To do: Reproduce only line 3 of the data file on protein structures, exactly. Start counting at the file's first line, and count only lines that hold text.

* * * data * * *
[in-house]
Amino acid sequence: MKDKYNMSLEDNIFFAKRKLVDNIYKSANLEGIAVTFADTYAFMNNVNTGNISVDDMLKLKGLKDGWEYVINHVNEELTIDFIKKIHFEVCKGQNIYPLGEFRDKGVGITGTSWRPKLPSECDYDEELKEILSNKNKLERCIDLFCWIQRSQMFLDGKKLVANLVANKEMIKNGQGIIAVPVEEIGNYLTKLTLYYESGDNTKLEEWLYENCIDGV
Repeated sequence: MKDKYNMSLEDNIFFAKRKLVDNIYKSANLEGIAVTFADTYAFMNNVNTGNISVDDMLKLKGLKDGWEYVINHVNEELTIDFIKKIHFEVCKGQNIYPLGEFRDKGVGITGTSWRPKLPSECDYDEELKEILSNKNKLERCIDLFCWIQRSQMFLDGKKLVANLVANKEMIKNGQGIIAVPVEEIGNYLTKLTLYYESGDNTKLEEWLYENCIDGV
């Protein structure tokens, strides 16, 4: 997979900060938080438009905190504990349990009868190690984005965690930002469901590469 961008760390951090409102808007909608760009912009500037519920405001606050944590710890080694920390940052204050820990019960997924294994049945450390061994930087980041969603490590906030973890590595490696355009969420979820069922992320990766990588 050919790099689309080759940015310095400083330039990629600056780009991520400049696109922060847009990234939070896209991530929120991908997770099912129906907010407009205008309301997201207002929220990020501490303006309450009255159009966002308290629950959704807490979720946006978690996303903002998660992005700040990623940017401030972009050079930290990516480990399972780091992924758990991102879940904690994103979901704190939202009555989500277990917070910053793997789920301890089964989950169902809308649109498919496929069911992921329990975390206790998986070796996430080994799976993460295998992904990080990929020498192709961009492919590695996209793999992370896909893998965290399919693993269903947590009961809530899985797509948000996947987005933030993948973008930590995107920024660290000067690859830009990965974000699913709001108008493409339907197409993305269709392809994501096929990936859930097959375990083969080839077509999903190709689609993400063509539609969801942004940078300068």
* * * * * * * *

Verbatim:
Repeated sequence: MKDKYNMSLEDNIFFAKRKLVDNIYKSANLEGIAVTFADTYAFMNNVNTGNISVDDMLKLKGLKDGWEYVINHVNEELTIDFIKKIHFEVCKGQNIYPLGEFRDKGVGITGTSWRPKLPSECDYDEELKEILSNKNKLERCIDLFCWIQRSQMFLDGKKLVANLVANKEMIKNGQGIIAVPVEEIGNYLTKLTLYYESGDNTKLEEWLYENCIDGV